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Africa and the Blood of Christians

March 28, 2019 in Economics

By Doug Bandow

Doug Bandow

ABUJA, NIGERIA — Nigeria has the largest economy and
population in Africa. Unfortunately, it is also home to growing
violence against Christians.

The Religious Liberty Partnership recently hosted a conference
of international activists in Abuja to both show solidarity with
Nigeria’s Christians and consider strategies to battle
discrimination and persecution. Stories told by Nigerian
participants highlighted the threat posed by violent extremism in a
country that otherwise seems destined to become a regional and
perhaps world leader.

Unfortunately, Nigeria is not alone. Africa has become an
epicenter of religious persecution. Much of the continent is
inhospitable to those who worship a different god or the same god
differently. Open Doors estimates that 245 million out of 631
million African Christians currently experience high levels of
persecution, up from 215 million last year.

Religious persecution
there is horrific. And America’s military interventions have only
made things worse.

Africa remains far from the center of U.S. foreign policy.
However, it has begun a long march forward, with democracy
expanding and economies growing. That makes the fight against
religious extremism and intolerance ever more important. Otherwise
stability and peace are likely to remain out of reach, including in
Nigeria.

The status of religious freedom varies widely by region and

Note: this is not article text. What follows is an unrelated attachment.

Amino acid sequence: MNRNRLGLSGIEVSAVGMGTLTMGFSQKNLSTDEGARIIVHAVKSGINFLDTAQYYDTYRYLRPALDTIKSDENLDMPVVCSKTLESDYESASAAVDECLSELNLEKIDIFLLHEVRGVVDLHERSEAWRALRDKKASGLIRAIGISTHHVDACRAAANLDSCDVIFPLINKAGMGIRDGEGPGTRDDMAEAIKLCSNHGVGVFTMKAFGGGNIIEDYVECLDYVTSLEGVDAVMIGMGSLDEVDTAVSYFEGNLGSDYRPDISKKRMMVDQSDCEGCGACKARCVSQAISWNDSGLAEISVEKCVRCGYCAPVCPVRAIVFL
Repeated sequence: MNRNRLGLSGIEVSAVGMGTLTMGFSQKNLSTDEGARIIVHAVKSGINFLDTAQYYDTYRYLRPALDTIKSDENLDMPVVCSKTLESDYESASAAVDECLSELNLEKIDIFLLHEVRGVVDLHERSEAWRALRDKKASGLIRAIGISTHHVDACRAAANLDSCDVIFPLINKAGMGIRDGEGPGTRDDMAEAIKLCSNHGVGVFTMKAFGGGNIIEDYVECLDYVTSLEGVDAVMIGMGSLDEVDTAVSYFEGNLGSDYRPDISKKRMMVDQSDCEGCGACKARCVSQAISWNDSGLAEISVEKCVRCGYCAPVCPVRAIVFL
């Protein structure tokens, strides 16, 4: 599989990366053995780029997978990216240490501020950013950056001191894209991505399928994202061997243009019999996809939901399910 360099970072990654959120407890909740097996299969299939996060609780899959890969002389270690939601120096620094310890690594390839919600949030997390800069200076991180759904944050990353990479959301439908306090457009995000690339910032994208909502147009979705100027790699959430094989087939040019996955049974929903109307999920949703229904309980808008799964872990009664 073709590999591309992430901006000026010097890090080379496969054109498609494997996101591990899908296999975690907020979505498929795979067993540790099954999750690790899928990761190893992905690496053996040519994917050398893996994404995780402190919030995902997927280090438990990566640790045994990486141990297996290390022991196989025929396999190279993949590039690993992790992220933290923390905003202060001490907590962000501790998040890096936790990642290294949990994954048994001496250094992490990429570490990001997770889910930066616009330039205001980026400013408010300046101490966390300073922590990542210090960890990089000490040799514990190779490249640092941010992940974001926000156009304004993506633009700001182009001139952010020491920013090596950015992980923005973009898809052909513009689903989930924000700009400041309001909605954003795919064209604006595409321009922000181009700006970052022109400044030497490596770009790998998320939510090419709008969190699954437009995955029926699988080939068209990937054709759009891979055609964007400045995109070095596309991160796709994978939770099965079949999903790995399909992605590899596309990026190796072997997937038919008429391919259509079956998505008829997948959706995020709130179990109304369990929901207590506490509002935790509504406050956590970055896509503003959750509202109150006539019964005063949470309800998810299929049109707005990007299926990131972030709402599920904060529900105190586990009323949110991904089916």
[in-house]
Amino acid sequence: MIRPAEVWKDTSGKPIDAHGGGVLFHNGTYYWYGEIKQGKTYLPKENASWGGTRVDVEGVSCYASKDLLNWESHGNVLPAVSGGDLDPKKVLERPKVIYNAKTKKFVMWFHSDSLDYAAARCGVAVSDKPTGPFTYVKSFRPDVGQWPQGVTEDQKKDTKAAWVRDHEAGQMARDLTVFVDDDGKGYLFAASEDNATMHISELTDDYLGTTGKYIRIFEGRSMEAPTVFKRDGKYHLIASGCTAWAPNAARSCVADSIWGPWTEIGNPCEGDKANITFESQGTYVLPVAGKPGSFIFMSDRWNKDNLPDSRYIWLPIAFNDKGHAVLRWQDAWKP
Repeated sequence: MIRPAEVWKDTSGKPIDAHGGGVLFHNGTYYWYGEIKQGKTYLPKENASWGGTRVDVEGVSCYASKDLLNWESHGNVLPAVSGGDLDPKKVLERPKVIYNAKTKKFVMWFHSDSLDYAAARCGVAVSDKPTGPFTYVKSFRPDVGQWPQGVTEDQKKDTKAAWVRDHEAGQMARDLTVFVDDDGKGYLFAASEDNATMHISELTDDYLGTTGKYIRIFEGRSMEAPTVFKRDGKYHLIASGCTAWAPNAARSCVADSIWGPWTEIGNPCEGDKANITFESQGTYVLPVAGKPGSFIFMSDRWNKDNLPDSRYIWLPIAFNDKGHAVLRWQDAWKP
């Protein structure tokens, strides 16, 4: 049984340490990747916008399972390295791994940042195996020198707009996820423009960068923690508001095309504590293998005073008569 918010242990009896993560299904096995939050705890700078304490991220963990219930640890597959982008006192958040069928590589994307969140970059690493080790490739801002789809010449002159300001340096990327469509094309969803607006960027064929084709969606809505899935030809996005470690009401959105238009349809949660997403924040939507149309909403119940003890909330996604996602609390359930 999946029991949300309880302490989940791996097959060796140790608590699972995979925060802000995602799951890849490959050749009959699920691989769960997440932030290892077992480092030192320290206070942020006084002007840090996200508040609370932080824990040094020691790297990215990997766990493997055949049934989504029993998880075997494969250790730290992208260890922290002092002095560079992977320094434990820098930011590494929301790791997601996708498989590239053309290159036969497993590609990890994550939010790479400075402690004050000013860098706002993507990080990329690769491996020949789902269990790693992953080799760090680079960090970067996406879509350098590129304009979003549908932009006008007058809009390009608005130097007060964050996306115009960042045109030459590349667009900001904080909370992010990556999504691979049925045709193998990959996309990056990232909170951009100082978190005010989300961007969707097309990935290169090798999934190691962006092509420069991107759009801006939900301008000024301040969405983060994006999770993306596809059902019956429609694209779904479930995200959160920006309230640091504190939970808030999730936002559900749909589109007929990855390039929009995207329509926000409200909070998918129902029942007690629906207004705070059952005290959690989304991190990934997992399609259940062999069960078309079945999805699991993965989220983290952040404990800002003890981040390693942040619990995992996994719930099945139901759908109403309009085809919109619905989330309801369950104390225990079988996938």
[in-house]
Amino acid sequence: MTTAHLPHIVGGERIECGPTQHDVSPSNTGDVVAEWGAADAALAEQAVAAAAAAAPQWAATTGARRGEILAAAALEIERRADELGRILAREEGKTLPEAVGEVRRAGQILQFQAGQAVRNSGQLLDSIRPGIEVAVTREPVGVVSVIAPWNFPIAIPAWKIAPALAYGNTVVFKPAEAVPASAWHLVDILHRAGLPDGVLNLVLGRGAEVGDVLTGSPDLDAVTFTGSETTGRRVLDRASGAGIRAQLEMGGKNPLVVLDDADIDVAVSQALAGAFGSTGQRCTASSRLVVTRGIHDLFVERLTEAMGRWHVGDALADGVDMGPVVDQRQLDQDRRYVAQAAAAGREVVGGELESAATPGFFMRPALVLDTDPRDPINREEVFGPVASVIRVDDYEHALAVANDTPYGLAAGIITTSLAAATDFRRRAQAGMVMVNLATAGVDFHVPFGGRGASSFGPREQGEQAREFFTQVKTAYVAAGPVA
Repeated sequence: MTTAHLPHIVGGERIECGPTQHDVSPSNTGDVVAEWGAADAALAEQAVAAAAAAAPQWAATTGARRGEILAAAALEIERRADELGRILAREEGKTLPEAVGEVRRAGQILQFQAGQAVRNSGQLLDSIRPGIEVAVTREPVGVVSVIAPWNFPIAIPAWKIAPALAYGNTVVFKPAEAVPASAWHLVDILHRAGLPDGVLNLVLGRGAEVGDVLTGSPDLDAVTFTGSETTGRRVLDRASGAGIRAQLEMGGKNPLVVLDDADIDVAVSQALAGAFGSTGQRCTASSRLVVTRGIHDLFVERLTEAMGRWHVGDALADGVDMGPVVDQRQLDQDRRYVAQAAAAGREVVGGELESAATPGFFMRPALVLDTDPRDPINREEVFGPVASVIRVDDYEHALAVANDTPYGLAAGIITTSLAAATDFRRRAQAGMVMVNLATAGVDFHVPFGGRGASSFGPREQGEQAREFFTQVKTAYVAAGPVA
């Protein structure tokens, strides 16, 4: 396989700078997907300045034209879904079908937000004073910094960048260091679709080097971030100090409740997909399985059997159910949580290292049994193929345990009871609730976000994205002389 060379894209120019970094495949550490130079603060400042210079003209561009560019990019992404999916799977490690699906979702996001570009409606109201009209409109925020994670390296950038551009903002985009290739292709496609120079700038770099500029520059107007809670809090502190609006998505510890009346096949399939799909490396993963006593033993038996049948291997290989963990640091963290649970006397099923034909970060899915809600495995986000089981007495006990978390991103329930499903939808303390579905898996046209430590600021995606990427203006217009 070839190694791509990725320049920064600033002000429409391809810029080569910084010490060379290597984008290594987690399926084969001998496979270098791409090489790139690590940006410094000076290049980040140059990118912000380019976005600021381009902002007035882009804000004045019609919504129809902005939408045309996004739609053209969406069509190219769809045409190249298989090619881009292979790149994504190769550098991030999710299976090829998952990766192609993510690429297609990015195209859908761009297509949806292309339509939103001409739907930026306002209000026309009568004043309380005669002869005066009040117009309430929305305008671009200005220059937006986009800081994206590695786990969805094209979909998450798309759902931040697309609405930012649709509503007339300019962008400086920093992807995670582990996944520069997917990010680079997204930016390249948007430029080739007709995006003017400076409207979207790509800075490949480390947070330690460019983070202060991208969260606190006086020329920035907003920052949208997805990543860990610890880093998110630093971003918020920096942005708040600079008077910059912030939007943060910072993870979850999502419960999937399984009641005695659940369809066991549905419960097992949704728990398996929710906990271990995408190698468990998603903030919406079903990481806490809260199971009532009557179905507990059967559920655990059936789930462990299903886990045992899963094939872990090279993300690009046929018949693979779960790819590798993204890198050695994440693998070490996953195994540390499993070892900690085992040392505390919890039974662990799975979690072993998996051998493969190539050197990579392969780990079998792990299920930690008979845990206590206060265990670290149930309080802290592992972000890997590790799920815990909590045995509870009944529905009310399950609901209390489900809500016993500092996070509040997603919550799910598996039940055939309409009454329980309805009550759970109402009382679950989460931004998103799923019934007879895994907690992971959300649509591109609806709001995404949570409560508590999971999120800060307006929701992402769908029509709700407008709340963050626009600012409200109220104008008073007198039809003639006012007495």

country. The most obvious difference is between the Arabic north
and largely black Africa.

For instance, the latest report from the Aid to the Church in
Need cites significant violations of religious liberty in Algeria,
Egypt, Eritrea, Kenya, Libya, Mauritania, Niger, Nigeria, Somalia,
Sudan, and Tanzania. The United States Commission on International
Religious Freedom focuses on the worst of the worst, highlighting
the cases of the Central African Republic, Egypt, Eritrea, Nigeria,
and Sudan.

Open Doors also lists the world’s 50 worst persecutors.
They include 14 African countries, home to “extreme” or
“very high” levels of persecution: Algeria, the Central
African Republic, Egypt, Eritrea, Ethiopia, Kenya, Libya, Mali,
Mauritania, Morocco, Nigeria, Somalia, Sudan, and Tunisia.

The Pew Research Center separates government restrictions from
social hostility, rating a dozen nations as having high or very
high levels of state control on religion: Algeria, Comoros, Egypt,
Eritrea, Ethiopia, Mauritania, Morocco, Somalia, Sudan, Tanzania,
Tunisia, and Western Sahara. Eleven were on the high and very high
social hostility lists: Algeria, Burkina Faso, Cameroon, the
Central African Republic, Democratic Republic of the Congo, Egypt,
Kenya, Libya, Nigeria, Somalia, and Uganda.

Egypt is on every list. Nigeria, Eritrea, Somalia, and Sudan are
on all but one list. Algeria, the Central African Republic,
Ethiopia, Kenya, Libya, Mauritania, and Tunisia are on multiple
lists.

Nigeria may face the greatest challenge. Christians in some of
its Muslim-majority states are treated like second-class citizens.
Boko Haram and other radical forces, most notably …read more

Source: OP-EDS

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